Skip to main content
jump to navigation
The Official Site of Minor League Baseball
Below is an advertisement.
Prospect Q&A: Adams on the ascent
Cardinals' first base prospect hit .300 with 32 homers in 2011
01/04/2012 10:00 AM ET
Matt Adams led the St. Louis system with 32 home runs.
Matt Adams led the St. Louis system with 32 home runs. (Mark Harrell/Springfield Cardinals)
After hitting .310 with 22 homers in his first full season as a pro for Class A Quad Cities in 2010, Cardinals' first base prospect Matt Adams skipped a level to Double-A Springfield in 2011. The move more than paid off as the Slippery Rock product was named Texas League Player of the Year after bashing 32 homers -- most in the St. Louis system -- and driving in a league-best 101 runs. Adams' .300 average ranked fourth among Cards' full-season farmhands and his .566 slugging percentage led all qualifiers in the system. Adams, who also participated in the elite Arizona Fall League, was home in Pennsylvania gearing up for the 2012 campaign when he spoke with MiLB.com. MiLB.com: What have you been up to during the offseason?

Matt Adams: I had a sore knee towards the end of the Fall League and missed the last two weeks there, then gave myself another week off here at home. Since then I've been working out with a trainer and doing a lot of hitting in the cage.


MiLB.com: What was your experience in Arizona like?

Adams: It was great being out there for the AFL and having a chance to play against and with the top players in the Minors.

MiLB.com: It's said that the hardest jump for Minor Leaguers to make as they move up the ladder is that to Double-A. You skipped over Class A Advanced altogether on your way to the Texas League. At what point did you find out that you'd be headed to Springfield instead of Palm Beach?

Adams: I had an idea that I'd be on the Double-A roster by the last week of Spring Training. It didn't really matter to me where I went, but when they sent me to Springfield, I definitely wanted to convince them they hadn't made a mistake.

MiLB.com: You went 0-for-9 in your first two games with Springfield before collecting hits in 13 of your next 14 games. It seems like you made a pretty smooth adjustment.

Adams: After those games I sat down with our hitting coach, Phillip Wellman, and we looked at video of the way I'd been hitting in Spring Training against the way I hit in the first two games. I needed to get back to basics while getting used to the pitchers.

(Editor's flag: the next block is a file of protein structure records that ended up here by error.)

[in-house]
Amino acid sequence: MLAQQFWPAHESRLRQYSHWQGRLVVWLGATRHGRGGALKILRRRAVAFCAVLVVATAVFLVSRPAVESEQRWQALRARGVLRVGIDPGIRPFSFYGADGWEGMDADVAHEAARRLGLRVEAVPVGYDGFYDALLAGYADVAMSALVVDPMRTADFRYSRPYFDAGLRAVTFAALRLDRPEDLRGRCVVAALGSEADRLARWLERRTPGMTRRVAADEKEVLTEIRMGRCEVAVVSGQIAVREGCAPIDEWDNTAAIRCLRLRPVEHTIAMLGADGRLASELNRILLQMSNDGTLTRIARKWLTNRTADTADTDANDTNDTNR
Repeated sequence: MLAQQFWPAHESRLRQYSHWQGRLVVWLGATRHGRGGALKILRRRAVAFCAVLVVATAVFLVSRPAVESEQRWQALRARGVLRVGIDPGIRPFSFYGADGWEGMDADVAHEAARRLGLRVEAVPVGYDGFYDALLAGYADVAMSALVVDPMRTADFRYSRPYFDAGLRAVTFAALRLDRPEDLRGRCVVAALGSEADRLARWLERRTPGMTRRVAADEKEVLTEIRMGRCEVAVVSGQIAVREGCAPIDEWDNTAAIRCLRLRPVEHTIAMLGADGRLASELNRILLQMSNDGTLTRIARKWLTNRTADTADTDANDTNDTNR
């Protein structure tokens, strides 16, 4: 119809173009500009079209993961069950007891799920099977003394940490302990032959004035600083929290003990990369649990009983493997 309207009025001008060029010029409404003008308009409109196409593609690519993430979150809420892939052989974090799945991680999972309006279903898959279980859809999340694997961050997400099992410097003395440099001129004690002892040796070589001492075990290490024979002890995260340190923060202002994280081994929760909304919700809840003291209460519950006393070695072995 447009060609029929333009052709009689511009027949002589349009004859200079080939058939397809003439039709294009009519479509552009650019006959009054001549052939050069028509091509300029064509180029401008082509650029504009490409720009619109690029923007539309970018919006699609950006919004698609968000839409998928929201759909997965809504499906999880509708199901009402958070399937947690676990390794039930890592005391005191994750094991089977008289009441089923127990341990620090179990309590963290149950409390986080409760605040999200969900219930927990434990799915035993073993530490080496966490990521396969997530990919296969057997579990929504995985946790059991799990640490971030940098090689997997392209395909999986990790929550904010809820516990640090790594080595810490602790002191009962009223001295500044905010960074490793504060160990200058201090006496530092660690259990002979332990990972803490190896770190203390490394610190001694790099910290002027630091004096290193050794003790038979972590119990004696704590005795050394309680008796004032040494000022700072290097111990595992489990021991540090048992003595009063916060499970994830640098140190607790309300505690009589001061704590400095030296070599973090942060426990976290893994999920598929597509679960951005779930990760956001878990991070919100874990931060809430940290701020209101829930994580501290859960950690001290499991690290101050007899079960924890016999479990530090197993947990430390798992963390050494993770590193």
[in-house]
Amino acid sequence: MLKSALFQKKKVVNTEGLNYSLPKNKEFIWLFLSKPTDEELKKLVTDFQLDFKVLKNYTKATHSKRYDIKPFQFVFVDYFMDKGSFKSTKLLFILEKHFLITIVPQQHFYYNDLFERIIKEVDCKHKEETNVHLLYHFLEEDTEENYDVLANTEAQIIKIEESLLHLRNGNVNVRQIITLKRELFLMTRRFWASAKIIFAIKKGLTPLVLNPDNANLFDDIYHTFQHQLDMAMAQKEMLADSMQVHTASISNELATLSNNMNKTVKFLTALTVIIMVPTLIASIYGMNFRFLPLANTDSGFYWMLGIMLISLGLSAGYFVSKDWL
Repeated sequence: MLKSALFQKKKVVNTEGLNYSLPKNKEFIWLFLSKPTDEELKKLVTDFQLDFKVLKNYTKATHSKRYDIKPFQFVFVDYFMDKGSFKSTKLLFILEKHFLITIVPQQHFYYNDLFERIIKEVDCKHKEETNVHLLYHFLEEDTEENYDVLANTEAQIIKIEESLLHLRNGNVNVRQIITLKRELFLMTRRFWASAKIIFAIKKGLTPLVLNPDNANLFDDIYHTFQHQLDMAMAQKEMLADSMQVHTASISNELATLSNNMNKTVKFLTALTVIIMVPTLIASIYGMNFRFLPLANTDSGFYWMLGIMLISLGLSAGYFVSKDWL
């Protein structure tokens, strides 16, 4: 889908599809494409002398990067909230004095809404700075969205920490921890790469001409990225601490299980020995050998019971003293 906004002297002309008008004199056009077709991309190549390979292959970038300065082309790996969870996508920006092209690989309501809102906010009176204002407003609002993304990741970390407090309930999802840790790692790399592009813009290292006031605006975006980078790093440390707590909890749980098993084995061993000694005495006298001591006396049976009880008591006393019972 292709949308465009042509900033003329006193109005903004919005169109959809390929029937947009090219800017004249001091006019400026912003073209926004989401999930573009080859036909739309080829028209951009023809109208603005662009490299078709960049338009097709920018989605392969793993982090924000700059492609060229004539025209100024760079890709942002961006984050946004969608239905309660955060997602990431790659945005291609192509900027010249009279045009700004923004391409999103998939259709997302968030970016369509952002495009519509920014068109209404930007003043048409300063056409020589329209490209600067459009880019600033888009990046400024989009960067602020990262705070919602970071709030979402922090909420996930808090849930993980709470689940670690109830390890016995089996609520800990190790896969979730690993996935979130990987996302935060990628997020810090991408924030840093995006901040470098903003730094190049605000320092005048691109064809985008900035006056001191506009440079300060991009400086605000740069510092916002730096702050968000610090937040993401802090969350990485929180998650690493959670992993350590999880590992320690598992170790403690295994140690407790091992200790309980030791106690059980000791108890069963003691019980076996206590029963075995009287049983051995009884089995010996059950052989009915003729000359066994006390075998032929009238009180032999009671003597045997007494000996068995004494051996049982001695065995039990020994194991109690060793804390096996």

MiLB.com: What was the biggest difference between the pitching you'd faced in the Midwest League and the pitchers in Double-A?

Adams: Command, mainly. There were certainly guys [in Class A] who had great stuff and good command, but it seemed like every pitcher who came out of the bullpen in the Texas League could command all their pitches.

MiLB.com: What was your role like in the Springfield clubhouse? Obviously you were the team's top home run hitter -- how did you do in the video games?

Adams: (Laughs) I pretty much kept to myself actually. I got into some of the card games with the guys, but that's about it.

MiLB.com: You grew up in an area known for football and certainly have the size (6-foot-3, 230 pounds) for it -- did you play football or any other sports when you were younger?

Adams: No, I was always focused on baseball. Our high school football coach (who taught drivers' ed) used to bug me about playing and so did the wrestling coach, but I stuck with baseball. Actually, I still see the football coach sometimes, and he still mentions it.

MiLB.com: What were your favorite teams and players when you were growing up?

Adams: My hometown is right in the middle between Philadelphia and Pittsburgh, so we paid attention to both sets of teams. My favorite baseball player was always Ken Griffey Jr.

MiLB.com: How much thought have you given to the fact that there's a hole to fill at first base in St. Louis with Albert Pujols having departed to the Angels?

Adams: I hated to see Albert go. He brought so much to the team and the organization. He's an amazing player. I'm concentrating on improving my own game more than where I'm playing, but yeah, it's exciting to maybe have an opportunity to contribute.

John Parker is a contributor to MLB.com. This story was not subject to the approval of the National Association of Professional Baseball Leagues or its clubs.
MiLB.com Comments
Today on MiLB.com

Poll